There are reasons to doubt the credentials of each of the traditional big four players going into this year's championships. Andy Murray has yet to reach another main tour final or even record a win over a top ten opponent since his famous triumph at the All England Club twelve months ago. An impressive run to the semi-finals in Paris two weeks ago looked likely to be the catalyst for a return to genuine form for the Scot, but more questions were raised as he was dumped out in the Third Round of Queen's Club by Radek Stepanek a few days later. It's difficult to know what to expect from Andy at Wimbledon 2014, but he does at least have a fairly favourable draw, at least until the quarter finals where he is likely to face either David Ferrer or Grigor Dimitrov.
Roger Federer is bidding for his 8th Wimbledon title following success in Halle last week. At times this year, the Swiss star has played as well as anyone and many feel that he should have more points on the board after losing finals in Indian Wells and Monte Carlo after claiming the opening set. Federer's long run of consecutive Grand Slam quarter finals came to an end here last year, and he has since failed to reach the last eight in two of three events, but you can bet that Roger will be a force to be reckoned with if he can get to the latter stages, where he could face Stan Wawrinka in the quarter finals and either Nadal or Raonic in the last four. It's a big "if", but if the focus and the hunger is all there, this could be his best remaining chance to add an 18th major title to his trophy cabinet.
Rafael Nadal arrives in London with a 9th Roland Garros title under his belt, but his grass court credentials took another significant hit after he was blown away by Dustin Brown in Halle. If the last two years are anything to go by, the first week may well be a survival mission for the Spaniard, but if he can get through it, you wouldn't bet against him causing some serious damage in the latter stages. All Rafa needed was to avoid too many big hitters in the early rounds, so you can't imagine he'll be too pleased with the potential to face Klizan, Rosol, Karlovic and Monfils in the first four rounds before meeting big-serving Milos Raonic in the quarter finals.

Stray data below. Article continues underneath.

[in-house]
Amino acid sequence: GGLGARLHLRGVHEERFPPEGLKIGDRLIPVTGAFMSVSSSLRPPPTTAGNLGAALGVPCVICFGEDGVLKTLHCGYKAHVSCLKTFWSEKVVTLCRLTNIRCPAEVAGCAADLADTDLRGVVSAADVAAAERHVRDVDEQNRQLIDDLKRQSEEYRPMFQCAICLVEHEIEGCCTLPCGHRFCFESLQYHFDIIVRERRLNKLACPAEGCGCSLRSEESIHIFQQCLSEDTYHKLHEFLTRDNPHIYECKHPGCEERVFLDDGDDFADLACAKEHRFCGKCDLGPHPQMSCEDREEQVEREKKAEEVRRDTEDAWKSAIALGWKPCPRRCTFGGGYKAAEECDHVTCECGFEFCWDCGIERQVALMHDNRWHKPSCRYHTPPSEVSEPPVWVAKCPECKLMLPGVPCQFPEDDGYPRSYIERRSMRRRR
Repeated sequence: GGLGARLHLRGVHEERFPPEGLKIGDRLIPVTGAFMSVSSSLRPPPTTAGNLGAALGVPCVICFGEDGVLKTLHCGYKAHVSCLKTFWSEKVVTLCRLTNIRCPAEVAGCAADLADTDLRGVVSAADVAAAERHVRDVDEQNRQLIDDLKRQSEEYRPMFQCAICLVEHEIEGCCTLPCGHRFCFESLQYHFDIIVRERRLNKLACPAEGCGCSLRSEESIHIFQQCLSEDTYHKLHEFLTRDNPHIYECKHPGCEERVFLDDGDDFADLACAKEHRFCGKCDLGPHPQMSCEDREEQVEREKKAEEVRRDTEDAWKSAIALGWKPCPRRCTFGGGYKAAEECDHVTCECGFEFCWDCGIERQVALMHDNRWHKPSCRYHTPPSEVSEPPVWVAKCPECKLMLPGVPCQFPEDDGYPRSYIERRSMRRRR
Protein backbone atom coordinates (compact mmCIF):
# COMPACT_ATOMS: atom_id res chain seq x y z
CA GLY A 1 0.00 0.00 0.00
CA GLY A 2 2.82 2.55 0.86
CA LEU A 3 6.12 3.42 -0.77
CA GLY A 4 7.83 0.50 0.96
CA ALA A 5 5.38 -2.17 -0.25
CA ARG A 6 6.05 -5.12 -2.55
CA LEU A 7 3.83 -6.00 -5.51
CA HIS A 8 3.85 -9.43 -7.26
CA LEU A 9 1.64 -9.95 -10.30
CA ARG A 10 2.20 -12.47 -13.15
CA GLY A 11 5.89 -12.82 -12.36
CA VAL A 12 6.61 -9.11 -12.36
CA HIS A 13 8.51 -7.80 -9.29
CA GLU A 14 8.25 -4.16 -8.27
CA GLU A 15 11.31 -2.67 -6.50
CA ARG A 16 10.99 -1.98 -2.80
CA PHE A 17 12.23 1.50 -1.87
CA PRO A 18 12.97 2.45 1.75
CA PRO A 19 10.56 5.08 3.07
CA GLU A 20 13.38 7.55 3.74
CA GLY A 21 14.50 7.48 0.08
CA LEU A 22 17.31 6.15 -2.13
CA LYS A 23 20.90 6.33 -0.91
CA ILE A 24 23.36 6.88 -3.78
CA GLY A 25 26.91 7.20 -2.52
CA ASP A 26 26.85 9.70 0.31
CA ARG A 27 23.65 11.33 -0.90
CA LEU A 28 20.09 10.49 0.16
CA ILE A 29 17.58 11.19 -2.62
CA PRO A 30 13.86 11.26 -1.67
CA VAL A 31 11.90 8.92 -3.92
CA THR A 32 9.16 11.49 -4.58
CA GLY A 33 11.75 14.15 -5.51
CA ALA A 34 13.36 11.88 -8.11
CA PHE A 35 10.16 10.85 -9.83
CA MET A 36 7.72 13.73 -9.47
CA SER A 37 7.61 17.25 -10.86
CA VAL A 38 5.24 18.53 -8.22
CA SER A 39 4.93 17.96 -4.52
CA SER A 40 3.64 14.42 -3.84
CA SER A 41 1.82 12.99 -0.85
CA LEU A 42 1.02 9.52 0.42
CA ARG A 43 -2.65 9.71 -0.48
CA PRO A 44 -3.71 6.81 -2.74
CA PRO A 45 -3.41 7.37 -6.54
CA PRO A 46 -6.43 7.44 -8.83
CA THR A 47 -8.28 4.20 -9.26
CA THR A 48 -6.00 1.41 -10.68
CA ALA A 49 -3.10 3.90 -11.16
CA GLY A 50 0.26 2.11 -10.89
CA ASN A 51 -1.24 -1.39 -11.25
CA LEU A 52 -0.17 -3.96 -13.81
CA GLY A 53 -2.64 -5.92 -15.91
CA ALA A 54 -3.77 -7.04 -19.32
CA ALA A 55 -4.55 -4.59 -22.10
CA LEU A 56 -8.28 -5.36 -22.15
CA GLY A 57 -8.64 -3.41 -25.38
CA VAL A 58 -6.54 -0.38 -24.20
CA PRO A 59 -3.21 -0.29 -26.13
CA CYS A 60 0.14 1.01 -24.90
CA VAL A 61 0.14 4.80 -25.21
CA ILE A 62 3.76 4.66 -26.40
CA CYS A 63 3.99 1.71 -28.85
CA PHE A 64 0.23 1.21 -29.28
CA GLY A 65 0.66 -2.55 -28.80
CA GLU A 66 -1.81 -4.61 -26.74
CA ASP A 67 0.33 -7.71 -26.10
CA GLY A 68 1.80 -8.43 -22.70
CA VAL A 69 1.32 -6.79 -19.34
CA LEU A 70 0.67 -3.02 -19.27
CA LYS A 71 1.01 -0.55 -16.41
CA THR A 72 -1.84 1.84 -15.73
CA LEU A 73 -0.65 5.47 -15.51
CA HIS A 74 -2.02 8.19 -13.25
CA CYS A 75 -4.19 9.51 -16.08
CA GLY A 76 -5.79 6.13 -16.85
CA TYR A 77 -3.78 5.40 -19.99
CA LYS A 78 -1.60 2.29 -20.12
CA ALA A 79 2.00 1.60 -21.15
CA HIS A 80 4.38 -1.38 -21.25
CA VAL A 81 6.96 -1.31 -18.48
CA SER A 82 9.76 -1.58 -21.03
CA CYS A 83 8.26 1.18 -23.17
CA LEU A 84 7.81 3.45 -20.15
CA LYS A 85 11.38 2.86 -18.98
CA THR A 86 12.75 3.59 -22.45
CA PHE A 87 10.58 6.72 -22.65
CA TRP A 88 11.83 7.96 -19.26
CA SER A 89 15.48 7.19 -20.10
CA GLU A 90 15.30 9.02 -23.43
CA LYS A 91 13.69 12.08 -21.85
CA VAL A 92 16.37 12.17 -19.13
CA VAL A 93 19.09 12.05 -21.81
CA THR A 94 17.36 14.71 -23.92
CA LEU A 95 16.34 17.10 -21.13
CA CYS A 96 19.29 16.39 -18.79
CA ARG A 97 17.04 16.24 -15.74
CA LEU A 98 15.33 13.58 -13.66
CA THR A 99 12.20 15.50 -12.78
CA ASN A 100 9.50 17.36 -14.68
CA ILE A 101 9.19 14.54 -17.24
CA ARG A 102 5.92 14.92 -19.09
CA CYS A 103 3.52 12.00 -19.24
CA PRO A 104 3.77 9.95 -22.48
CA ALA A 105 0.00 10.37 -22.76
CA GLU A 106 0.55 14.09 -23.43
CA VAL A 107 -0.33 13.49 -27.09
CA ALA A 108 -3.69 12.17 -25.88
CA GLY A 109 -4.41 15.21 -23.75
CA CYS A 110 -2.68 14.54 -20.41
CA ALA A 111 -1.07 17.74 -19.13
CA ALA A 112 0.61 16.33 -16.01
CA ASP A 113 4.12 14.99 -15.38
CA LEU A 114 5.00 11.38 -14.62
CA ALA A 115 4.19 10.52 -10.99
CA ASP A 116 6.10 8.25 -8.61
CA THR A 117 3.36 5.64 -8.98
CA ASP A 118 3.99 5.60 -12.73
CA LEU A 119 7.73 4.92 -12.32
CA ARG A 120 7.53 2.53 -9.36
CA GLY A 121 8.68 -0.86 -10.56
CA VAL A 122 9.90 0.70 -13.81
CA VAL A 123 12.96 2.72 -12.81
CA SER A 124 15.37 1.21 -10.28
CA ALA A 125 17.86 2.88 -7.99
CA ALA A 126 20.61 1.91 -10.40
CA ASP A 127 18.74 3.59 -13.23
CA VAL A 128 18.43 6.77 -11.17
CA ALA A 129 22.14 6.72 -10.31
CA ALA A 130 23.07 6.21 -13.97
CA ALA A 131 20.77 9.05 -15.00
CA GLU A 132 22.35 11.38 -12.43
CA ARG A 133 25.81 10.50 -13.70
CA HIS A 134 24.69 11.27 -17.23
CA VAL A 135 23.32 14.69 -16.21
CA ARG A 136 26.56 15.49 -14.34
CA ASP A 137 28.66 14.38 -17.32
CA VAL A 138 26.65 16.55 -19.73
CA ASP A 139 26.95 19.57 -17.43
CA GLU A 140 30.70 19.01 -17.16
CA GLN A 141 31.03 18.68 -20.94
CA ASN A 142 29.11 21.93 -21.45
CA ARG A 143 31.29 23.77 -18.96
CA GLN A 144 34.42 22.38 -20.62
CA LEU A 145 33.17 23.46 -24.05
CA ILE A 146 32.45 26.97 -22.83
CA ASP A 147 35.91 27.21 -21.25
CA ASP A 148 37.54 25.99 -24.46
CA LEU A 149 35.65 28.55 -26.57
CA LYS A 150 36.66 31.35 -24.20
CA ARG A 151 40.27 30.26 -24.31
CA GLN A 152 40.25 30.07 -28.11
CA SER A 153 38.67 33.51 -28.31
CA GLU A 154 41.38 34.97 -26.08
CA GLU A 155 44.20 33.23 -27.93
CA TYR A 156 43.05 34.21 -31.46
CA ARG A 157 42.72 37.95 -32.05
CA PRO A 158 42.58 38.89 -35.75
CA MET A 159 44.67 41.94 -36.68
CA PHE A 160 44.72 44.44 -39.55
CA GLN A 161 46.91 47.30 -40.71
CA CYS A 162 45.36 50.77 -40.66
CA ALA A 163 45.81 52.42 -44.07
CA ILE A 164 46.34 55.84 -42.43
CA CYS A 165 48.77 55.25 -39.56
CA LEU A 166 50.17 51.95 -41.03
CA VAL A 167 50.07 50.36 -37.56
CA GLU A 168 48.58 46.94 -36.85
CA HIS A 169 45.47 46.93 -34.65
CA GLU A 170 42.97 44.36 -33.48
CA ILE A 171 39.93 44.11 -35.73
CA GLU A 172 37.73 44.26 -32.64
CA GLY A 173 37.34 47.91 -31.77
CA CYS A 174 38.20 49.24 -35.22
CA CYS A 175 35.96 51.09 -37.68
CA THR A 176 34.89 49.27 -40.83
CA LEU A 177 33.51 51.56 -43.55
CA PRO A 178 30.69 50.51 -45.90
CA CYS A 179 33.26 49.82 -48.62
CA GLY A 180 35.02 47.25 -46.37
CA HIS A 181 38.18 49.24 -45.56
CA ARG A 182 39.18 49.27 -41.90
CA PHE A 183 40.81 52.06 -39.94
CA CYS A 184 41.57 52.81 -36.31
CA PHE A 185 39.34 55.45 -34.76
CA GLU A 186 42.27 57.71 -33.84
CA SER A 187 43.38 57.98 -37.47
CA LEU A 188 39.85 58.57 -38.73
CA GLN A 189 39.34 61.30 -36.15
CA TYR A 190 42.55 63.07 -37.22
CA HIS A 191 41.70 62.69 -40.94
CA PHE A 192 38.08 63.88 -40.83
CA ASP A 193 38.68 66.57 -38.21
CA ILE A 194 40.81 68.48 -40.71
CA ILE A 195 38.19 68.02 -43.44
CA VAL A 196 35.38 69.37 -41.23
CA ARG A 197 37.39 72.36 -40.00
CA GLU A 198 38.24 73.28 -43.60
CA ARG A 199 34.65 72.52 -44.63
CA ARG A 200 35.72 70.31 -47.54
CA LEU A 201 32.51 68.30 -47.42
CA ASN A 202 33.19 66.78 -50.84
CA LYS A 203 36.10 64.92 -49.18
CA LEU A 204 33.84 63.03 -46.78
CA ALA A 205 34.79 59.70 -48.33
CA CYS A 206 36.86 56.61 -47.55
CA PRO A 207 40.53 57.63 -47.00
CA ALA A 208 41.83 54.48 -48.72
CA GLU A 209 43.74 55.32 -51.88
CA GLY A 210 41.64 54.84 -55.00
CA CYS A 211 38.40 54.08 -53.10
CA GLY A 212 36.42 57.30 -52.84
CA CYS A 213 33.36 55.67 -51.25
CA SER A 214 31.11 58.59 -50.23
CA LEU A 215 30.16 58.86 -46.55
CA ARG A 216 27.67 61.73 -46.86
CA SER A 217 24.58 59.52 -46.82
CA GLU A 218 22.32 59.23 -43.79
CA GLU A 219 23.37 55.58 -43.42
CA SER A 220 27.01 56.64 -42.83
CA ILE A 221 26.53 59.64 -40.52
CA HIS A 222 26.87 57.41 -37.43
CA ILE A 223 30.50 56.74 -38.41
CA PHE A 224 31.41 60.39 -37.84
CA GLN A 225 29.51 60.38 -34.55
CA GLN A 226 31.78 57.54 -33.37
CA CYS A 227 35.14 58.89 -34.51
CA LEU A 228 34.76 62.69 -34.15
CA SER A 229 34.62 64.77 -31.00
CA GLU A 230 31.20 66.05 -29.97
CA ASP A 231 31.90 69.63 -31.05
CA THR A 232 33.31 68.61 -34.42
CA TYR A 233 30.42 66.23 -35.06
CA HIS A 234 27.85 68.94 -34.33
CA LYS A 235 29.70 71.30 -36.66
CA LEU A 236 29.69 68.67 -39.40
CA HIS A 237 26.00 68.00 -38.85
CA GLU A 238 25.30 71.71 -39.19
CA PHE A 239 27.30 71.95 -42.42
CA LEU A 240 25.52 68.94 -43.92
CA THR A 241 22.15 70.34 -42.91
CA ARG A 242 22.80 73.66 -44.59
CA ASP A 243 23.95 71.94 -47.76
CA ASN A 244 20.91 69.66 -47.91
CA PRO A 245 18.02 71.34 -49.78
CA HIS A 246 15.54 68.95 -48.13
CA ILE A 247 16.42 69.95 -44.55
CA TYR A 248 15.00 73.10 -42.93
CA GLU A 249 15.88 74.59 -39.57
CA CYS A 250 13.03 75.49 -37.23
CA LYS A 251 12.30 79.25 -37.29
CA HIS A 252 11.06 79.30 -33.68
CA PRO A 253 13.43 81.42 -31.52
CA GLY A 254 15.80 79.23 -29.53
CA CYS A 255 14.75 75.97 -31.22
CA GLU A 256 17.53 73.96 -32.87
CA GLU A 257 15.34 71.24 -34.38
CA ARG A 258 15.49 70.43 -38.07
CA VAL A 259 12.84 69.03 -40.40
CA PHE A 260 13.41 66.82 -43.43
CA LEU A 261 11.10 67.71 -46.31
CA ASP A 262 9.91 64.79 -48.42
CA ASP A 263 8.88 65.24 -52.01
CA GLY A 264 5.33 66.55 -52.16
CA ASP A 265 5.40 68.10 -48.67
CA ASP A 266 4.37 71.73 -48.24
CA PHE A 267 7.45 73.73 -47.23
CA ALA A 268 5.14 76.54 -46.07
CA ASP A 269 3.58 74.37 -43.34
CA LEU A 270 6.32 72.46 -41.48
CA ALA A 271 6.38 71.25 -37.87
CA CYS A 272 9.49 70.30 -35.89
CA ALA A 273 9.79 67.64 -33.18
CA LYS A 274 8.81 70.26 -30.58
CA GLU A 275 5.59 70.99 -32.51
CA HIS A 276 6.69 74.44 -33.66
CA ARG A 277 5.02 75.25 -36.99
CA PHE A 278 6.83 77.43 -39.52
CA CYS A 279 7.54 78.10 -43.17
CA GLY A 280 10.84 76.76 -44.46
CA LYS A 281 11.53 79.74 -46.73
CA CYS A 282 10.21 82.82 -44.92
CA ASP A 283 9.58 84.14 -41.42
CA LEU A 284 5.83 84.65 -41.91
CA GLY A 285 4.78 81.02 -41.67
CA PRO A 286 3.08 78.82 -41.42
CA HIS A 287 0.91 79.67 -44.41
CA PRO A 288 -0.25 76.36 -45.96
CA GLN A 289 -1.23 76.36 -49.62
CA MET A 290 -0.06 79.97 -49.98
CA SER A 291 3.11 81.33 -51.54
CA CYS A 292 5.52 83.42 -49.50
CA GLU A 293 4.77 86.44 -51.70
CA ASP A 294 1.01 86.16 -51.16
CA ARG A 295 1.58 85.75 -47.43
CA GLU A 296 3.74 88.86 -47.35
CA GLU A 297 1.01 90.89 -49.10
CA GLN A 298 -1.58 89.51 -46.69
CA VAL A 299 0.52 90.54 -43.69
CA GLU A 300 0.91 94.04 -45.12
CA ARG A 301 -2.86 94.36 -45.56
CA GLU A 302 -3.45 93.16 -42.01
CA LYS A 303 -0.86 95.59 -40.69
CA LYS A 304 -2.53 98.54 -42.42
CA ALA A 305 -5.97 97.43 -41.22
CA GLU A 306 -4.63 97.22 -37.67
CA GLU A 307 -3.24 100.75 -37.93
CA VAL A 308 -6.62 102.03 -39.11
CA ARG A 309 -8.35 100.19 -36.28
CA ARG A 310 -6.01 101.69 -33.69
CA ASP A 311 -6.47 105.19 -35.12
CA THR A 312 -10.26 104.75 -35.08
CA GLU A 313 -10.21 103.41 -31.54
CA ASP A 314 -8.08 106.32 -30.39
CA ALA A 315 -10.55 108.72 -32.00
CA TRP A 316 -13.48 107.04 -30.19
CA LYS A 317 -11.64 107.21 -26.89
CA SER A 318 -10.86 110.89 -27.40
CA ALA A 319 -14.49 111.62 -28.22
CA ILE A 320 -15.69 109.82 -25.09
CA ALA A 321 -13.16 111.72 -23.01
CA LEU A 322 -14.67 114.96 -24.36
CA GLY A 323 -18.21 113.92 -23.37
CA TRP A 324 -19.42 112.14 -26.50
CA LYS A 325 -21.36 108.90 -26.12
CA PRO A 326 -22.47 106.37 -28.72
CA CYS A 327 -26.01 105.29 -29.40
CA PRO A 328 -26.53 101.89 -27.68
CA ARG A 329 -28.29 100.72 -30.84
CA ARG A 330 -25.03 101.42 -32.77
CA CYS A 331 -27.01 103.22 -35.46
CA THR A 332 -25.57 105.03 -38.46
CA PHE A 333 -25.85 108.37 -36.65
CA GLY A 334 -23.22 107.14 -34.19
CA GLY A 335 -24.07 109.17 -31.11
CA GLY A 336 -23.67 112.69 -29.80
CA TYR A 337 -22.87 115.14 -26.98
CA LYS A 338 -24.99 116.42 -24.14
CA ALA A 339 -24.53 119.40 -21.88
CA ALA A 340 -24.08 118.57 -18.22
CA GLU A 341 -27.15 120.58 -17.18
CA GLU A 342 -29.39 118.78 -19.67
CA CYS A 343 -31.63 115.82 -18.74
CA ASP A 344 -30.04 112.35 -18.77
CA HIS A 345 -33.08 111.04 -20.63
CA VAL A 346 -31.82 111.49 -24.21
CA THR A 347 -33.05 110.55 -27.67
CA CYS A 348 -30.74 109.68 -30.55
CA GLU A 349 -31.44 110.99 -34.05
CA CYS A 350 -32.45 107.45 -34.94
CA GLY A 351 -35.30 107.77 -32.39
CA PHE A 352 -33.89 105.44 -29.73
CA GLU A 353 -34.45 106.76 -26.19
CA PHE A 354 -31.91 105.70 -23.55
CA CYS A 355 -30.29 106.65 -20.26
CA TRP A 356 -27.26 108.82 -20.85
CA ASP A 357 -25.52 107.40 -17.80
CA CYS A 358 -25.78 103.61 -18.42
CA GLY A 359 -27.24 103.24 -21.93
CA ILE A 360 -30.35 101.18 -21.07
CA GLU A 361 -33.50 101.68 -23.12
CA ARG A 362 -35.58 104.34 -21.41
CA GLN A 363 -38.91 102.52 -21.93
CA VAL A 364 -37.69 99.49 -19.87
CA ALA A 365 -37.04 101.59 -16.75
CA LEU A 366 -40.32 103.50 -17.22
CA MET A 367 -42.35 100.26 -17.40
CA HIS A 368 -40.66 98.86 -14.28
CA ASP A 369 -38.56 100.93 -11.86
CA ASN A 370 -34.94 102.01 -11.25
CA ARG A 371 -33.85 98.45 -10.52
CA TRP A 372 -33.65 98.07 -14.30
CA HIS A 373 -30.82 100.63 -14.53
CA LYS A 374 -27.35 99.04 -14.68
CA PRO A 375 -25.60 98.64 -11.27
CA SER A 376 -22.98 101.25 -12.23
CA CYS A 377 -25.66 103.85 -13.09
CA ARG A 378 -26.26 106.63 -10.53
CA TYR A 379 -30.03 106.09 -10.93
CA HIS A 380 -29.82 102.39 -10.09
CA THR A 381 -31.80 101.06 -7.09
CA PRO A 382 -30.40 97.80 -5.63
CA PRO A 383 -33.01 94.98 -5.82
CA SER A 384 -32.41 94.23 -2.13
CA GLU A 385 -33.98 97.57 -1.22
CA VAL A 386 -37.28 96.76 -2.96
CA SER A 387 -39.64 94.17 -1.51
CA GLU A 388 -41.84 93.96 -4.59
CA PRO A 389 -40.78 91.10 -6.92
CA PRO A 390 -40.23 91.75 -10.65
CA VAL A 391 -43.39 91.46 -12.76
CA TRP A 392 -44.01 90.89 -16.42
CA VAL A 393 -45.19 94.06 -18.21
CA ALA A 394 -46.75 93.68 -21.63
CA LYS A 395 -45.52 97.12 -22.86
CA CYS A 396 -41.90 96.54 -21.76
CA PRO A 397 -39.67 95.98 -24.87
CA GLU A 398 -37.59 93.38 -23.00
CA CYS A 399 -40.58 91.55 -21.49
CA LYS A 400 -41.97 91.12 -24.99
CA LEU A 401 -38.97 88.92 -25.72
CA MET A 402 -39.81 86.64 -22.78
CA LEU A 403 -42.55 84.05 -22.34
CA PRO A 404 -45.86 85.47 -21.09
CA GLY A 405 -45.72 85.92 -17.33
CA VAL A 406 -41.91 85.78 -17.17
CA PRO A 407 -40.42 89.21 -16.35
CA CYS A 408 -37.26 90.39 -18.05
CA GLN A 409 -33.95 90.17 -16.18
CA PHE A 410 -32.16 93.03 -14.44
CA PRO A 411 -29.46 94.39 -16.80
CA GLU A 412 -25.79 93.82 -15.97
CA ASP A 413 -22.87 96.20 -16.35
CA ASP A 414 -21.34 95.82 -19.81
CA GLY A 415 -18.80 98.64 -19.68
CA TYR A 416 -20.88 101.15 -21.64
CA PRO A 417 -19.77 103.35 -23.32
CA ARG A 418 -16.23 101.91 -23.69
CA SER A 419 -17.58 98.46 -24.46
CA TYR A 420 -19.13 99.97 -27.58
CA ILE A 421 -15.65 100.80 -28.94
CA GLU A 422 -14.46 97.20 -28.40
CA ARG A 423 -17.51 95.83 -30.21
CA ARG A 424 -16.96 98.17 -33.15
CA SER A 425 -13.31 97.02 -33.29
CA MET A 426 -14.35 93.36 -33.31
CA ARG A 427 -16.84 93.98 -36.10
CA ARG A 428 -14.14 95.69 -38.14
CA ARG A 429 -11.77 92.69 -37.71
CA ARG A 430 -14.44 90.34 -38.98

With the unpredictable form of Murray and Federer and the question marks hanging over Nadal's grass court credentials, most people will peg Novak Djokovic as favourite for Wimbledon 2014, almost by default. However, the Serb has some questions to answer himself, having lost his 7th of 9 slam finals outside Australia in Paris two weeks ago. Djokovic is almost certainly the least likely of the big hitters to lose before the semi finals, but when he does get there, it'll be interesting to see how he fares in the latter stages, particularly if the potential semi final clash with last year's champion is realised.
So with the traditional big four all with their own problems to overcome, could this be the second major of the year that sees somebody different step up and take advantage? Stanislas Wawrinka was the man to do so in Melbourne five months ago, and he has the big serve and powerful groundstrokes to be a threat on grass. On the other hand, his form has been wildly unpredictable since his big Australian breakthrough, though his run to the semi finals of Queen's Club was reasonably encouraging. Stan has Feliciano Lopez and John Isner in his section of the draw, who could both seriously test his credentials in the first week.
Grass is arguably the surface that suits Tomas Berdych best, with his big serving, big hitting style, and the 2010 finalist has enjoyed a fairly strong season. A tough draw awaits the towering Czech though, with potentially dangerous customers Bernard Tomic, Marin Cilic and Ernests Gulbis, who beat Berdych in the fourth round of the French Open, standing between him and a quarter-final clash with Novak Djokovic.
Grigor Dimitrov lost disappointingly in the first round of Roland Garros, but was hugely impressive en route to his first grass court title at Queen's Club last week, dispatching Stan Wawrinka and Feliciano Lopez to secure his third tournament win of the season. The Bulgarian has come on leaps and bounds this year and should have a strong game for the Wimbledon grass courts. For those of you who like a good omen, Roger Federer won his first title at the All England Club in 2003 after he, too, lost in the opening round of the preceding French Open.
It's anyone's guess who will lift the most sought-after trophy in mens' tennis come July 6th, but you don't have to look far to see some mouth-watering clashes as early as the first round. Arguably the pick of the opening matches sees two time semi-finalist Jo-Wilfried Tsonga take on Jurgen Melzer, who has reached the last four of 's-Hertogenbosch this week. In what promises to be a shot-making bonanza, Dustin "Dreddy" Brown takes on 2006 semi-finalist Marcos Baghdatis, while Nicolas Mahut, who took part in the longest match in Grand Slam history with John Isner in 2011 and won two minor titles on grass last year, takes on 30th seed Marcel Granollers in the first round. A lot of eyes will also be on 5th seed Stanislas Wawrinka, who has lost in the opening round here in the last two years, as he takes on the tricky Joao Sousa to commence his campaign.
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